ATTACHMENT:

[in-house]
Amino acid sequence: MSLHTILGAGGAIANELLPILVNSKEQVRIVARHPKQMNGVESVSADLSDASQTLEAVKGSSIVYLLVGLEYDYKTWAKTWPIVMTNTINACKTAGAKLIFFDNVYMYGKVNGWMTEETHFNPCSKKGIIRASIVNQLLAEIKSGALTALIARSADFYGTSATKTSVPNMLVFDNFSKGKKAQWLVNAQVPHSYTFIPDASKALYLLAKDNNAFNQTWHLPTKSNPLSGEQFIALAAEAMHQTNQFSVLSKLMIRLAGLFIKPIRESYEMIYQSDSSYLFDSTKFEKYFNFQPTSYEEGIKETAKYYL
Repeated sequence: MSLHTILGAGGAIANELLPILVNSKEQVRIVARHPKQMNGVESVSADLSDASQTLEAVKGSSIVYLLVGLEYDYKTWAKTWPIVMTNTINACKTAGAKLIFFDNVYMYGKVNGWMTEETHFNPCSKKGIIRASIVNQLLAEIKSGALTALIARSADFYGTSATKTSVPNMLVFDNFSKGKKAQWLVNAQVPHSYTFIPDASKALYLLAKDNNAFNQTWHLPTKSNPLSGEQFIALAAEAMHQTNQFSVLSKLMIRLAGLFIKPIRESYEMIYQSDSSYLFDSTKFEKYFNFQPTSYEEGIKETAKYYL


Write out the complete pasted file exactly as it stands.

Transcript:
[in-house]
Amino acid sequence: MSLHTILGAGGAIANELLPILVNSKEQVRIVARHPKQMNGVESVSADLSDASQTLEAVKGSSIVYLLVGLEYDYKTWAKTWPIVMTNTINACKTAGAKLIFFDNVYMYGKVNGWMTEETHFNPCSKKGIIRASIVNQLLAEIKSGALTALIARSADFYGTSATKTSVPNMLVFDNFSKGKKAQWLVNAQVPHSYTFIPDASKALYLLAKDNNAFNQTWHLPTKSNPLSGEQFIALAAEAMHQTNQFSVLSKLMIRLAGLFIKPIRESYEMIYQSDSSYLFDSTKFEKYFNFQPTSYEEGIKETAKYYL
Repeated sequence: MSLHTILGAGGAIANELLPILVNSKEQVRIVARHPKQMNGVESVSADLSDASQTLEAVKGSSIVYLLVGLEYDYKTWAKTWPIVMTNTINACKTAGAKLIFFDNVYMYGKVNGWMTEETHFNPCSKKGIIRASIVNQLLAEIKSGALTALIARSADFYGTSATKTSVPNMLVFDNFSKGKKAQWLVNAQVPHSYTFIPDASKALYLLAKDNNAFNQTWHLPTKSNPLSGEQFIALAAEAMHQTNQFSVLSKLMIRLAGLFIKPIRESYEMIYQSDSSYLFDSTKFEKYFNFQPTSYEEGIKETAKYYL